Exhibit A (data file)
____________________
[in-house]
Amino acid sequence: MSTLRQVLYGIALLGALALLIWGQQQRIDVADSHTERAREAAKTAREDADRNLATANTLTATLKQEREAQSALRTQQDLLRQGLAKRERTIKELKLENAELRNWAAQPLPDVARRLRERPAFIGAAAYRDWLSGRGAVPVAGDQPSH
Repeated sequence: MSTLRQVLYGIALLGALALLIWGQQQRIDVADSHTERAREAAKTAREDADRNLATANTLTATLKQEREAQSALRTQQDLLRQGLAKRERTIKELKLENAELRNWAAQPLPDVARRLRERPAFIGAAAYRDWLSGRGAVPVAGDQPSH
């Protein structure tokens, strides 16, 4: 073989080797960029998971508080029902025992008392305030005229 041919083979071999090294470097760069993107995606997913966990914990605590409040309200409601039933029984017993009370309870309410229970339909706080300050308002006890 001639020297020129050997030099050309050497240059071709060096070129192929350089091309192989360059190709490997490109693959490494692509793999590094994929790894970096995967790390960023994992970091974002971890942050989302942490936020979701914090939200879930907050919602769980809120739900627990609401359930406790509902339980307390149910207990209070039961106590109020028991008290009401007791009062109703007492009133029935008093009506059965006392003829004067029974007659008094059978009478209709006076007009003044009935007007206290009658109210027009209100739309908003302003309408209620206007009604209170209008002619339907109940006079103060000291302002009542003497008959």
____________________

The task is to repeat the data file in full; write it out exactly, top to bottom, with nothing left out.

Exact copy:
[in-house]
Amino acid sequence: MSTLRQVLYGIALLGALALLIWGQQQRIDVADSHTERAREAAKTAREDADRNLATANTLTATLKQEREAQSALRTQQDLLRQGLAKRERTIKELKLENAELRNWAAQPLPDVARRLRERPAFIGAAAYRDWLSGRGAVPVAGDQPSH
Repeated sequence: MSTLRQVLYGIALLGALALLIWGQQQRIDVADSHTERAREAAKTAREDADRNLATANTLTATLKQEREAQSALRTQQDLLRQGLAKRERTIKELKLENAELRNWAAQPLPDVARRLRERPAFIGAAAYRDWLSGRGAVPVAGDQPSH
């Protein structure tokens, strides 16, 4: 073989080797960029998971508080029902025992008392305030005229 041919083979071999090294470097760069993107995606997913966990914990605590409040309200409601039933029984017993009370309870309410229970339909706080300050308002006890 001639020297020129050997030099050309050497240059071709060096070129192929350089091309192989360059190709490997490109693959490494692509793999590094994929790894970096995967790390960023994992970091974002971890942050989302942490936020979701914090939200879930907050919602769980809120739900627990609401359930406790509902339980307390149910207990209070039961106590109020028991008290009401007791009062109703007492009133029935008093009506059965006392003829004067029974007659008094059978009478209709006076007009003044009935007007206290009658109210027009209100739309908003302003309408209620206007009604209170209008002619339907109940006079103060000291302002009542003497008959």